Caller ID Spoofing - should it be illegal?

I just saw a local news report on this.

Caller ID Spoofing

It seems a telemarketer was making calls but the number that showed up on the receiver’s caller ID was not that of the telemarketer, but that of a local information bureau, or something similar. It was a toll free number so the information bureau got hit with hundreds of dollars of toll-free call charges. That’s caller ID forgery, and clearly it stinks.

But what is worse, nobody can trust their caller ID now. It’s even easier to phish for confidential information if you can assume the identity of any bank or credit card company.

Several web sites point out that this is a useful tool for law enforcement. True that, but it should be restricted to law enforcement the same way wire tapping is.

Anybody worried? Do we need a “Caller ID Fraud” law?

I’ve had something similar happen before, a business calling with an invalid 1-800 number listed in caller ID. Worse yet, their phone banks apparently weren’t staffed well, as when I finally started picking up the phone to figure out who the hell was calling me, I’d wait on the phone for a minute sometimes and hear no one on the other side. And yes, it should be illegal.

This has started happening to me on my cell phone as well. True, I never answer a call unless I know the number or it is a local Dallas number. But, since my phone is always on vibrate, having the phone vibrating several times a day can wear down battery life as well as being very annoying at work.

There’s no need for it to be illegal; phone companies just have to list it as a violation of usage policy; do it and they terminate your account. Caller ID doesn’t originate from the handset anyway, so how is this even possible without the telco’s system enabling it?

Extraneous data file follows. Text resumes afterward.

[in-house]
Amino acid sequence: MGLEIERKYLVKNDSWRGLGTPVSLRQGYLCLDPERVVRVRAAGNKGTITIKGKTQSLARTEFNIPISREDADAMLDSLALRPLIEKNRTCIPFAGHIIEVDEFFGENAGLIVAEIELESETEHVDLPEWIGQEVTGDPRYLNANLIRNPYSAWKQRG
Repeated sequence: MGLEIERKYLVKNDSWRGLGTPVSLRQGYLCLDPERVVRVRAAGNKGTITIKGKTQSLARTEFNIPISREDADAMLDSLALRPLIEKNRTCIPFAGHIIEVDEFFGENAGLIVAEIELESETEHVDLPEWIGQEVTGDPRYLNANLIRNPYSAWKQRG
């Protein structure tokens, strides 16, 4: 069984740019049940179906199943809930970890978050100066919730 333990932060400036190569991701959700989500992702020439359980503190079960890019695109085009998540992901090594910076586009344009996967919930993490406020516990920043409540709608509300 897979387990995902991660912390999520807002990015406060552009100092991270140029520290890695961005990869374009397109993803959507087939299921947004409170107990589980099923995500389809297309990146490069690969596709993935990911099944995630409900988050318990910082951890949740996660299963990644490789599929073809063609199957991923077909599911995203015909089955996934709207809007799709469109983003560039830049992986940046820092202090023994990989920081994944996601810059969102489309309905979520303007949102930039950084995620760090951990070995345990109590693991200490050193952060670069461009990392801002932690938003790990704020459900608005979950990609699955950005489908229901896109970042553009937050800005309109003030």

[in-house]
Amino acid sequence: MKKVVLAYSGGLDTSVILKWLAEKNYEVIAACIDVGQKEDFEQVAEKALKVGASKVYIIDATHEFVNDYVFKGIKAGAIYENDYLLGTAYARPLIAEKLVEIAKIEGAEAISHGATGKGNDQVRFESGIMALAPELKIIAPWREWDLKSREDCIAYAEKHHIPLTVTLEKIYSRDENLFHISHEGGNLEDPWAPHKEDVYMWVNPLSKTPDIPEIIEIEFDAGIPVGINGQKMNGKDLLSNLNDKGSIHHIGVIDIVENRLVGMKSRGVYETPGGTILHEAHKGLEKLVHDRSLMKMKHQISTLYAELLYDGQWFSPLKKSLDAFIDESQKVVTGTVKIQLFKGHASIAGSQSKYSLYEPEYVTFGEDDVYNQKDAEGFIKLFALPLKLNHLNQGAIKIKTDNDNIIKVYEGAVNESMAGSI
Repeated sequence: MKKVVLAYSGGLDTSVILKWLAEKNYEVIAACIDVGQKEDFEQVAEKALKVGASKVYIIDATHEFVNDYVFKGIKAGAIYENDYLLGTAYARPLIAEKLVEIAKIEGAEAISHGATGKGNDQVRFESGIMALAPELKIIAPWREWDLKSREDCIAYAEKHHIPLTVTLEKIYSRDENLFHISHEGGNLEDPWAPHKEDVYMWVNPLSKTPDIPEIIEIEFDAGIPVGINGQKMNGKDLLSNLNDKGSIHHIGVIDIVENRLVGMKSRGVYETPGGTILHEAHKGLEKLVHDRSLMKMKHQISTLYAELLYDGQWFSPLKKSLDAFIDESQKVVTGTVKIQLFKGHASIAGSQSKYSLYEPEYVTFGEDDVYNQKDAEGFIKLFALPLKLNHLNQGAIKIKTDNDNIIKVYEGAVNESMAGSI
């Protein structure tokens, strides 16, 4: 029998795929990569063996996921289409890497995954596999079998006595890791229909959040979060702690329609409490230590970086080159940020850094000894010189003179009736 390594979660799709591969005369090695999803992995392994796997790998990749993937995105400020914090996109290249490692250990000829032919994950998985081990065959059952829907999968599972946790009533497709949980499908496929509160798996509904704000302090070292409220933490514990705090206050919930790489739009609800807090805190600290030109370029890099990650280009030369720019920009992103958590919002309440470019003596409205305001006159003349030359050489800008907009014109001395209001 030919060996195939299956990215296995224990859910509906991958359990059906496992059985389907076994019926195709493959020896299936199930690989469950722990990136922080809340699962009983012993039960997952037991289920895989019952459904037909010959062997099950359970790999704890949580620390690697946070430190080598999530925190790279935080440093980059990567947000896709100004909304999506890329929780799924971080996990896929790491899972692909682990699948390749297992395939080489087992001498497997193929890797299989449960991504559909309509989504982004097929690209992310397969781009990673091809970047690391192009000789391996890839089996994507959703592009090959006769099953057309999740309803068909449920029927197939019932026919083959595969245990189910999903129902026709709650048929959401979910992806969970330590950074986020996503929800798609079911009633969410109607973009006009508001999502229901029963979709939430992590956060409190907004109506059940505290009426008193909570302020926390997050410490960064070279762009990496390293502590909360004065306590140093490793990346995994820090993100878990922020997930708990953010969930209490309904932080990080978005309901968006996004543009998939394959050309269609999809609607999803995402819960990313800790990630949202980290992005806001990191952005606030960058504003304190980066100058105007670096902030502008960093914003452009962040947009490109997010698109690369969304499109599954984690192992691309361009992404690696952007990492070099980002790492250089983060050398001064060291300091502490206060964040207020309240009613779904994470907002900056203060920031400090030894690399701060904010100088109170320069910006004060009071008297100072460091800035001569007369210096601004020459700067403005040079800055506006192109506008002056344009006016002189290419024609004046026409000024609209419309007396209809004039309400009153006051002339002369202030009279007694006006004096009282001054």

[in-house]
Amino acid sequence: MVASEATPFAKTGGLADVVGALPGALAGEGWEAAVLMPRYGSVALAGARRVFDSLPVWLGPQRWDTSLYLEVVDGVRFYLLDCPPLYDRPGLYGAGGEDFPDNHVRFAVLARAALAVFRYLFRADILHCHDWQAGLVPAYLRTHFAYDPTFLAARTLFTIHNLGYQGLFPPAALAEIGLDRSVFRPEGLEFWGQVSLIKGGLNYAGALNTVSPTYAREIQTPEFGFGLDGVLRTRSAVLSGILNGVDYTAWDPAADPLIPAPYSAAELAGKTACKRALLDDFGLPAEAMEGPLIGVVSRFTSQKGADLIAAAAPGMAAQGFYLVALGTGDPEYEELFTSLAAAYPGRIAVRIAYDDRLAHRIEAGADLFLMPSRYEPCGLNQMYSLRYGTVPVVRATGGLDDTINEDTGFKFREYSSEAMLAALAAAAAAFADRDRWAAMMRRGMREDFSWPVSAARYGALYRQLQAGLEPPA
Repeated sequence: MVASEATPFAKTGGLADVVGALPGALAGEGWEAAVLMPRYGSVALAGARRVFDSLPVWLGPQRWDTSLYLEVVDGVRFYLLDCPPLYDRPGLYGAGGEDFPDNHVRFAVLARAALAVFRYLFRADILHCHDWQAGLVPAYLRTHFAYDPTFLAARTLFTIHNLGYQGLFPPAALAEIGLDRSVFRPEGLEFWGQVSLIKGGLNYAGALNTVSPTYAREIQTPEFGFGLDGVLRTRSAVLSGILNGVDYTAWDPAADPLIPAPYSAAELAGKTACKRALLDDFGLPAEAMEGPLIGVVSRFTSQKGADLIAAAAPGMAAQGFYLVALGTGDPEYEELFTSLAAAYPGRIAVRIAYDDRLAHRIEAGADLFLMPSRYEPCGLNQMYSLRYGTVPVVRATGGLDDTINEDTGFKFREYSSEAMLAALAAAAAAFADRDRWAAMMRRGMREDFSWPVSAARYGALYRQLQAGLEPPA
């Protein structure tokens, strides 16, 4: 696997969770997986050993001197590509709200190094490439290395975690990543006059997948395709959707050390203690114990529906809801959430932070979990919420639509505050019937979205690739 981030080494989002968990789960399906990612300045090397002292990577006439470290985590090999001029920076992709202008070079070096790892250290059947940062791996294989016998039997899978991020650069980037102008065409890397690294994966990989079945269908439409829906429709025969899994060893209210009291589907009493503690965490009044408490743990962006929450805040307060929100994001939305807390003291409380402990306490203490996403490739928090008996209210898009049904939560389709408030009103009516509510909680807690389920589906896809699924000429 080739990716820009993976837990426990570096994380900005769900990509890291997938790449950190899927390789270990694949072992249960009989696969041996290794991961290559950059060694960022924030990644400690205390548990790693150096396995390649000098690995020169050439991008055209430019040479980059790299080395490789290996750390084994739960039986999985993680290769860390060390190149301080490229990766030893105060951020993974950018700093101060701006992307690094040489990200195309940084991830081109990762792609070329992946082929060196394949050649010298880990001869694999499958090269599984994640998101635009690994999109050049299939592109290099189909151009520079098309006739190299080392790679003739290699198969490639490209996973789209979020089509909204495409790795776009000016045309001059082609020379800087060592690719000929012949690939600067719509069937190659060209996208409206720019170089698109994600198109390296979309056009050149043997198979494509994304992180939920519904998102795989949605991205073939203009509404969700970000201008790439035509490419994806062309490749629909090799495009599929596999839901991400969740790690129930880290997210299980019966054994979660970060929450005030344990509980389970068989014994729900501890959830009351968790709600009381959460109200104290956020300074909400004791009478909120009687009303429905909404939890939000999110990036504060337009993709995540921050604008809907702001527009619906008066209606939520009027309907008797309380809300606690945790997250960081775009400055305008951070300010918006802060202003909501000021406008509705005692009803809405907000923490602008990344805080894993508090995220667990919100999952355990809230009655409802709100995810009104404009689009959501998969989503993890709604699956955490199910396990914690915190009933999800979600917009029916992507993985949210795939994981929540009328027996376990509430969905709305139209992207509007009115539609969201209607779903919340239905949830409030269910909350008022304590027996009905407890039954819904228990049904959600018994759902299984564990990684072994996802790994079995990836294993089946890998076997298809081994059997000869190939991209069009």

OK, now I have RTFA, it looks like a service that one particular telco is advertising as a benefit; yes, it’s fraudulent and it should be illegal.

  • As I remember, the site went offline in just a few days. I forget what became of it or why, but it went down fast. I couldn’t get the link in the Register story to connect to anything.

Oh, dear god, no. This should absolutely be illegal. As a former local telephone operator (I quit six months ago) I can tell you that telemarketers (or perhaps it was collection agencies…after reading that article…people always complained about “telemarketers”, but they probably just weren’t paying their damn bills) had already picked up on some sort of similar service when I was working there. People would get a call from, say, 111-111-1111 (and that’s how people would say it-- one one one, one one one, one one one one) and then be pissed that it was an invalid number and call us to “do something about it”. Drove me bananas, and apparently, my supervisors were never able (or didn’t bother…if the answer was on the internet for anyone to google) to find out just what was going on so that I could explain to these people what the hell was going on.

The inability of management to look into shit like this was so utterly frustrating. We were told to send people to the “annoyance call bureau” which was just a voice mail jail.

A call from pi would have been amusing…I can just hear it now…“Why would someone in Missouri be calling me?” Unfortunately, the fourth digit of pi is one, so it’s not a valid number.

Shock Jock Howard Stern once told his listeners to call 1-800-FARTMAN, and the folks at 1-800-EASTMAN (as in Kodak) wanted to wring his neck.